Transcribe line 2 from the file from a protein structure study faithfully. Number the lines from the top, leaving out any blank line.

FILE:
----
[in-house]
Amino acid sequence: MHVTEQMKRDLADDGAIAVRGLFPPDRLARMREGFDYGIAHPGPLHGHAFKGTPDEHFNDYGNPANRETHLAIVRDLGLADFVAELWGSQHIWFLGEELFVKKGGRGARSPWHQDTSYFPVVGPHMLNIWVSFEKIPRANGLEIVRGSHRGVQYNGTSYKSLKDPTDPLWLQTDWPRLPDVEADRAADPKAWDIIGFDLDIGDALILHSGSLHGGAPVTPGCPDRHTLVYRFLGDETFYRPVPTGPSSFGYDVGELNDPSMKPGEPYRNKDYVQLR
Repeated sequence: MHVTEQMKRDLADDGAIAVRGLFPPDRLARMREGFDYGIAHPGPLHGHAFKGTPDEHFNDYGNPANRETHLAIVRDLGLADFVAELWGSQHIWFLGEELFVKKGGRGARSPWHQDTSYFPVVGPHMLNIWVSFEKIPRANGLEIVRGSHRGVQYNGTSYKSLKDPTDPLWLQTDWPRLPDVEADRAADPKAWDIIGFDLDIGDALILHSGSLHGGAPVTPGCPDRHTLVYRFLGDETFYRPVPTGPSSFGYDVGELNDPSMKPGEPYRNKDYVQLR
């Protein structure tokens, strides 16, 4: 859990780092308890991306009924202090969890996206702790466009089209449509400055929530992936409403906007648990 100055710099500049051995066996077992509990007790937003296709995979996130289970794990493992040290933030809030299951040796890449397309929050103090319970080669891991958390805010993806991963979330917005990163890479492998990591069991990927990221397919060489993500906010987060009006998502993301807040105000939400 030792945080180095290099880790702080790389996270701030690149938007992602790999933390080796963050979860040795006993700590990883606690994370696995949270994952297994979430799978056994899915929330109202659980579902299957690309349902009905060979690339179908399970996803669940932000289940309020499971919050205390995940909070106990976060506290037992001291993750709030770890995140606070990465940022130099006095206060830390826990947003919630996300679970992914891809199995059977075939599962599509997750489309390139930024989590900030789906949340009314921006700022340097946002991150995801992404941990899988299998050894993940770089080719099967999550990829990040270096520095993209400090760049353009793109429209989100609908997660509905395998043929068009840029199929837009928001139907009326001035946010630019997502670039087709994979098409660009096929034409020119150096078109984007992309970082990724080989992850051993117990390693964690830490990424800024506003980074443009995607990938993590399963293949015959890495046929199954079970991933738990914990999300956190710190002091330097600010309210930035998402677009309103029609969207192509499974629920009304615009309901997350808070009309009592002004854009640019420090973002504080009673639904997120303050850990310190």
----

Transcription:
Amino acid sequence: MHVTEQMKRDLADDGAIAVRGLFPPDRLARMREGFDYGIAHPGPLHGHAFKGTPDEHFNDYGNPANRETHLAIVRDLGLADFVAELWGSQHIWFLGEELFVKKGGRGARSPWHQDTSYFPVVGPHMLNIWVSFEKIPRANGLEIVRGSHRGVQYNGTSYKSLKDPTDPLWLQTDWPRLPDVEADRAADPKAWDIIGFDLDIGDALILHSGSLHGGAPVTPGCPDRHTLVYRFLGDETFYRPVPTGPSSFGYDVGELNDPSMKPGEPYRNKDYVQLR